Christie Film Still Hidden

July 12, 2013

All Posts, News

The Last American Outlaw, Nick Mead’s documentary film about former Hells Angel George Christie and his current legal woes, has still not been publically viewed.

The film was scheduled to be screened for potential buyers last month in a place called the Bell Arts Factory, a brief stroll from the old Angels clubhouse in Ventura. The screening was sold out and there was a waiting list.

Two years ago Christie was accused of “conspiring” to “interfere with commerce and the movement of articles and commodities in commerce;” extortion and conspiracy to commit arson. Christie was locked up for six weeks and was confined to his home until he pled guilty to two counts of conspiracy early this year.

No! No! Wait!

The Department of Justice seems scared of the film and told Christie last month that if the film was shown prosecutors would insure Christie would go to prison. So, the screening was cancelled. Christie will be sentenced August 15th.

Today Christie’s old club chimed in with their own concerns about the movie. Long time friend of the club Fritz Clapp issued an official club statement that read:

“Hells Angels MC generally disapproves of its members or former members exploiting their club affiliation for personal advantage, and has a process for them to obtain limited permission for use of its brand and marks in biographical depictions.

“Consequently, HAMC has demanded that the Mead/Christie film not be displayed, marketed or distributed until and unless all clearance issues are resolved.”

George Knows

Clapp declined to elaborate on what the club expects Christie to do but said, “George has been around long enough. He certainly knows what’s expected of him.”

Clapp also said, “I talked to Nick last December. It sounds like a good film. I hope we can work this out.”

Until Christie is finally sentenced and his differences with his former club are resolved, one way or another, you can still see a couple minutes from the beginning of the movie here. No Angels patch appears in the clip.



21 Responses to “Christie Film Still Hidden”

  1. I.J Says:

    Shame it hasn’t been aired as it looks like a good movie……..

  2. RLG Says:

    It would be a shame if this film was stolen, ripped to an .avi file and uploaded to The Pirate Bay:

    Strength, Honor, Love, Respect,


  3. FAST FREDDY Says:

    Hell Yeh

  4. Freeman Says:

    I haven’t seen the entire flick, but from the intro piece, that touches me a hell of alot more than any ”sons rising to anarchy riding the devil’s w______s” (out of respect for the true wn is why its underscored)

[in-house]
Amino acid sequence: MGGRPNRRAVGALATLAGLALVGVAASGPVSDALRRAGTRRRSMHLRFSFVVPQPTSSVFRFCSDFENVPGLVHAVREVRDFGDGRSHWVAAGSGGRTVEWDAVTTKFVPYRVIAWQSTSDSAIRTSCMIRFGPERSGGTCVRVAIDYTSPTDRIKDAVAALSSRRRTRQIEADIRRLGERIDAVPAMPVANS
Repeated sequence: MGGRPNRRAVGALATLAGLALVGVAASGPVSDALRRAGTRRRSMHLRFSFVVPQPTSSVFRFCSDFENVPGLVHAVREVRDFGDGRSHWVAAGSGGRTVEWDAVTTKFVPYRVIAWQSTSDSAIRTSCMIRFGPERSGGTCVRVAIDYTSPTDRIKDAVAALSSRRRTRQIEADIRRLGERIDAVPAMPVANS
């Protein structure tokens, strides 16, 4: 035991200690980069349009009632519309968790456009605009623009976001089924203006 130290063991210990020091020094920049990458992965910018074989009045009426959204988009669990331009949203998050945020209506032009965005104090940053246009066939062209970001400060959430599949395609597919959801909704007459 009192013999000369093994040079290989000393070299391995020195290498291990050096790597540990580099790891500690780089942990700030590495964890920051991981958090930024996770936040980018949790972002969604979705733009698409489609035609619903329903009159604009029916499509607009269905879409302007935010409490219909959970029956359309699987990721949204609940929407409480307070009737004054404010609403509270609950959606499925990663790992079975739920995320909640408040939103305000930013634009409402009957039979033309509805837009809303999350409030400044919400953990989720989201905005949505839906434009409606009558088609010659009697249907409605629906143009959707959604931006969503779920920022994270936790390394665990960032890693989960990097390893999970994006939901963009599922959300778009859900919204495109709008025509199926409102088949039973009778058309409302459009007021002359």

Funny how even in the bikers world, realitywhore tv brings in the ratings, or for a website ”hits” no pointy stick at rebel, you bring in relevant news and all those shows are relevant to practically anyone visiting this site,and you do a damn good job.

    I may have put my foot in my mouth, i will know when i see it whole.

    But fuck, the whore eeeeeeeeeee flying reality shit? gimme a break.

    weed show,moonshine show, 1% shows,repo show? beating people up to repossess a car…on camera…thousands watching…no lawsuit… i am to believe that? moonshine, w-e-e-d growing, a_t-f is not watching?

    hell they probably produce those shows to keep a steady work load: this is how to do it, we have learned from the best, now you give it a try… GUYS we have new assignments!

  5. Va.Bob Says:

    Nobody can defend a brand the way Fritz Clapp can.And I remember perusing a certain charter’s website e-mails a few years back where it was explained to the general public thusly:”Ex-members have no status”.Doesn’t matter who you are.Yeah,I’d like to see the flick,too.But as Chris Rock would say:”I understand.”

  6. Mike Says:

    Seems to me that the film has less to do with the club and more to do with Mr. Christie’s life post-club. Hmm, just a thought, but could Mr. Clapp’s statement protesting this film be due to a marketing conflict involving a former “Brother” of Mr. Christie’s and his film rather than trademark infringement concerns? I would rather see Christie’s film, the Discovery channel has a lock on biker fiction right now anyway.

  7. Base Says:

    I would like to see this film.

    The fed’s do not want it released, it would shine a not so good light on how they operate and when they get someone in their sights how they will got to any lengths and means to “GIT EM”. Even if it means lies, manipulation of evidence and total disregard for a citizens rights.

    Now his former club having an issue with the film. Understandable. And hope both parties could come to an agreement.

    It’s the right thing to do.

    Head on a swivel.

    As always, respectively


  8. rollinnorth Says:

    Wow, a publicist’s dream: “The film the Federal Government did not want you to see!!!”
    Who would have thought George Christie, of all people, would fall into a flap with Fritz Clapp?
    A true documentary film gets, in effect, censored by the Feds while self-proclaimed “story tellers/documentary film makers” like Cameron Casey can get their drivel on cable TV.
    “Strange days indeed…”

    Time to go click some links, keep Rebel’s work going.


  9. bigdowner Says:

    Nowhere on the poster or in the trailer is the logo trademark displayed or the club mentioned. I believe it is mentioned in the documentary for historical context. Even Fritz and Sonny cannot revise or rewrite history.

    George Christie Jr. was a Hells Angel for 35 years and to not allude to that fact for political reasons would defeat the whole purpose of the documentary – the continual quest for truth.

    The H.A.M.C. promoting censorship, restraint of trade, and litigious corporate bullying in a quest for dominance over one man. If I didn’t know any better, I’d swear they have become everything they were rebelling against in the first place.